New Year’s Resolutions: Money Edition

Less than half of New Year’s Resolutions last more than six months, even though most of them are designed to be longer-term improvements. Financial resolutions may fare even worse since it seems like there’s always some bill waiting to be paid, some upcharge that’s impossible to avoid, or some unexpected expense. But that doesn’t mean they’re not worth setting – or that they’re impossible to keep.

Unlike some financial advice that’s specific only to certain age groups, income levels or life stages, these small financial resolutions are attainable, impactful and nearly universal:

Download an Automated Savings App

Apps like Acorns and Digit, pull small sums of money from your checking account on a regular basis and save them electronically. You probably aren’t going to get you rich this way, but you get in the habit of saving if you aren’t already. And it’s a great way to start an emergency fund

If You Get a Raise, Put It All Away

“Lifestyle creep” sneaks up on the best of us. The more money you make, the more money you spend … but it doesn’t have to be that way. If you get a raise in 2018, even for cost of living, don’t let it hit your paycheck. You’re surviving without the extra now, so you won’t miss it. Funnel it directly into a retirement or other savings account, where it will make more of an impact than it would in your checking account.

Update Your Life Insurance Coverage

This isn’t a resolution that will put more money in your pocket this year … we hope. But having adequate coverage to ensure your loved ones are taken care of in the event of your passing is priceless. Connect with an agent about your assets, liabilities and goals for the future to determine which life insurance policy, in which amount, is right for you.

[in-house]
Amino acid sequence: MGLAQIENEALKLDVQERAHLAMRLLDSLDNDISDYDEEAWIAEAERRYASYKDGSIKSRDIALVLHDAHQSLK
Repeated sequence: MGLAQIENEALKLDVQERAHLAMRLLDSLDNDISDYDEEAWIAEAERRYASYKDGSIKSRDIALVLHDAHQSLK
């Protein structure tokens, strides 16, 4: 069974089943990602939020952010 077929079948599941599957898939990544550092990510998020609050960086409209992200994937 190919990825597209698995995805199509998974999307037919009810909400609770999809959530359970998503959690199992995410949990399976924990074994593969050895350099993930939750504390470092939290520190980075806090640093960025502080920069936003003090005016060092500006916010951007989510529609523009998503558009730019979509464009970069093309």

Check Your Credit Report

Everyone is entitled to check their own credit report and credit score annually, for free, but most people don’t. You should, even if you’re pretty sure everything is in good standing. It’s the only way to know what’s impacting your score and the best way to stay on top of potential errors and fraud.

Consider Your Job Prospects

When it comes to financial goals, most people tend to think of ways to save more of the money they’re already earning, but the most effective way to boost your financial health is actually by finding a way to bring in more income. Depending on your situation, you could get a second job, sell some possessions, monetize a hobby or start looking for the next step in your career.

Take Care of Yourself and Your Things

Along those same lines, the best way to avoid astronomical “fix-it” costs for your home, your vehicle or your health is to maintain it properly before it fails. Sure, it may cost a bit of money or effort up front, but will help ward off expensive emergencies down the road. So get your HVAC system serviced, your tires rotated and make that preventative care appointment you’ve been putting off.

To avoid being one of the more than 50 percent of people who have given up on their resolutions by July, make sure you set specific, measurable goals. “Save more money” isn’t specific, measurable or even likely to happen. But “apply to two jobs a week” and “call an agent about life insurance” are solid goals … and by 2019, both could have done far more to improve your financial standing.

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